How to Choose the Right Restaurant for Business

Business dinners are more important than ever. As the lines between personal and professional blend together just as much work can be done out of the office as in it.

Do you know how to properly pick a bar or restaurant to conduct business? Unfortunately, it’s not as simple as finding something that’s on the city’s trendiest list.

First things first, try to leave alcohol out of the conversation. Here are some reasons why:

  • Many people simply don’t drink. It’s estimated that 10% of the population has never tried alcohol, and about 10% of the people in the US are recovering from alcohol or drug abuse. So there’s a 1/5 chance your dining companion doesn’t use alcohol in his or her life at all.

  • Many people are on medications that don’t blend well with alcohol. Antidepressants, antibiotics and many other prescription drugs require abstinence from alcohol. Don’t put your companion in an awkward position where they say they can’t have a drink – or, worse, they drink anyway and become someone they usually aren’t.

  • Altogether, only about 50% of the people consume alcohol regularly during the weekdays. If you don’t know the person you’re meeting with very well, she or he may form an opinion about you that may not be flattering in front of others.

  • Alcohol may be a social lubricant, but it also reduces inhibition, focus, tact, and so many other prerequisites for proper etiquette. It’s best to be sharp when it matters most for business discussions.

Choose a restaurant that is close to where your dining companion offices. You don’t want to make her or him drive all over the city to meet you. Make it convenient rather than a trek to get there.

Choose a restaurant with a comfortable lobby. If one of you gets there early, it should be a place to sit for a while without being escorted to the table or the bar.

Choose a restaurant that is relatively quiet and has good acoustics. Many eateries are springing up in large, open spaces with hard surfaces on the floor, walls and ceiling, which makes it loud and hard to hear across the table. You don’t want a restaurant that’s so quiet you can hear a pin drop, because your table neighbors will be able to hear the details of your conversation. Booths are ideal for business dinners.

Choose a time around 6pm to start the meal. This is an ideal time for a couple of reasons. First, it’s close enough after work for your companion to finish work and travel to the restaurant without staying late or leaving early. Second, you will be able to finish the meal before 8pm, which will allow most people to get home before their kids go to bed – an important part of the nighttime routine for many families.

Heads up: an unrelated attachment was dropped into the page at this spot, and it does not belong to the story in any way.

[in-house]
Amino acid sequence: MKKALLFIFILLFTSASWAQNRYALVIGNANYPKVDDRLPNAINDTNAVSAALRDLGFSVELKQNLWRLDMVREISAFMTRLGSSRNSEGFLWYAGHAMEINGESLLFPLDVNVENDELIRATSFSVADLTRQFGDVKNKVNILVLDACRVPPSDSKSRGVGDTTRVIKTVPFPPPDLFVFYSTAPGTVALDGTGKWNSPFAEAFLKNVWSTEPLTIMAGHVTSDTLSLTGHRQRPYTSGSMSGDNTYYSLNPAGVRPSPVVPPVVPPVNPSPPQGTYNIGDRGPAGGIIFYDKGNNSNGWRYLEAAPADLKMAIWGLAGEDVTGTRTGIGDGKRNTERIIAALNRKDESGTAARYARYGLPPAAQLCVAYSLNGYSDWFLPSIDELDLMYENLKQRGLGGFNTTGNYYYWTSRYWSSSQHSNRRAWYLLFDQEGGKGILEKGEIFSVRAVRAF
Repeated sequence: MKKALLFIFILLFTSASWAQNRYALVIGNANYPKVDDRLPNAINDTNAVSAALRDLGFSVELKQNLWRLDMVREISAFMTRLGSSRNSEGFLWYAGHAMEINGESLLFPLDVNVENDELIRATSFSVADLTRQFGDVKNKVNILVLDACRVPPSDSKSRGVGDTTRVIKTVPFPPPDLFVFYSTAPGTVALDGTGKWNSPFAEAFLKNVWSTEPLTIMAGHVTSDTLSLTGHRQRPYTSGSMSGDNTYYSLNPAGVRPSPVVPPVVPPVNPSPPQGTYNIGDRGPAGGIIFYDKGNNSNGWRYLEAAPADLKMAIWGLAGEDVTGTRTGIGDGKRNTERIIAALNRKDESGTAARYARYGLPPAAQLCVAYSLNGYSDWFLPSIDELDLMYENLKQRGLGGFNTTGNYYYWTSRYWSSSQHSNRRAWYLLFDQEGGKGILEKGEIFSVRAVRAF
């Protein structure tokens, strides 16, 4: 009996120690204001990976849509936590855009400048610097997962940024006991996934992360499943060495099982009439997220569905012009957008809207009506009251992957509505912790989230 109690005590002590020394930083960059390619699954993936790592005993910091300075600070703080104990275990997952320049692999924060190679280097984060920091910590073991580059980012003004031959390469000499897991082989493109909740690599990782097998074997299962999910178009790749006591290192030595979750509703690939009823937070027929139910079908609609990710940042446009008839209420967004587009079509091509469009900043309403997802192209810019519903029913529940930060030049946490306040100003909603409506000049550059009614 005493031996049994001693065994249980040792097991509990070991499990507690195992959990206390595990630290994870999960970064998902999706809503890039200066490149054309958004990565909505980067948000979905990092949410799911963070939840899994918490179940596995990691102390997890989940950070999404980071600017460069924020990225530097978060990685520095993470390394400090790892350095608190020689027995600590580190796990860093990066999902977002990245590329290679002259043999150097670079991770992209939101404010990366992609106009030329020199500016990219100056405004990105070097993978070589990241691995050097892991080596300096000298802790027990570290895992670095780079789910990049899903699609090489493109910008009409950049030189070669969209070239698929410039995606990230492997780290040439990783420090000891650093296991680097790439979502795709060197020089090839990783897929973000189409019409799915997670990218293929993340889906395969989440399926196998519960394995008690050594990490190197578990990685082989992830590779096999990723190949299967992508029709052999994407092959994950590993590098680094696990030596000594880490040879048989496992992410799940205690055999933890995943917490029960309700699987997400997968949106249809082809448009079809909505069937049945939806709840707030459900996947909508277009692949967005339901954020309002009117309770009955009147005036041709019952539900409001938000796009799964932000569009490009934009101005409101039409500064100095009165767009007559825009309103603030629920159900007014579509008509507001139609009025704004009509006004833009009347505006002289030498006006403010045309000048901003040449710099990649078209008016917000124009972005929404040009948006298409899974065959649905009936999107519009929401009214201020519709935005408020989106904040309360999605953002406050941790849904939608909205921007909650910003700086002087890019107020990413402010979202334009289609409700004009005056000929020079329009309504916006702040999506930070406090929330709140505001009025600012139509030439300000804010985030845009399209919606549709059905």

Choose a restaurant that accommodates everyone’s culinary interests. While you may love spicy Thai food, your companion might not like food with heat. If you choose a steak house, be sure she or he isn’t a vegan or vegetarian. A safe bet is a New American restaurant with a variety of cuisine.

Choose a restaurant with excellent service. You don’t want the service – or lack of it – to become a distraction to the meal. During business meetings, table maintenance is crucial to experience for you both. Your decision on the restaurant and service caliber is an extension of your own etiquette.

So what is the ideal dining experience to negotiate your next deal with a client?

My recommendation is to find a local four- or five-star hotel with an upscale restaurant. Proximity is usually close to offices and city centers. They are open early and have a good buzz about it around 6pm so you don’t feel like you’re in an empty restaurant. There’s a lobby lounge for comfortable seating while waiting for your companion. The restaurants are usually cozy with booth options, which are nice for conducting business privately. Service is typically excellent, and they are used to having people in who are conducting business, and so can navigate the meal with appropriate interactions and timeframes. The cuisine is often interesting and always approachable, and dietary restrictions will be honored easily.

Julian Leaver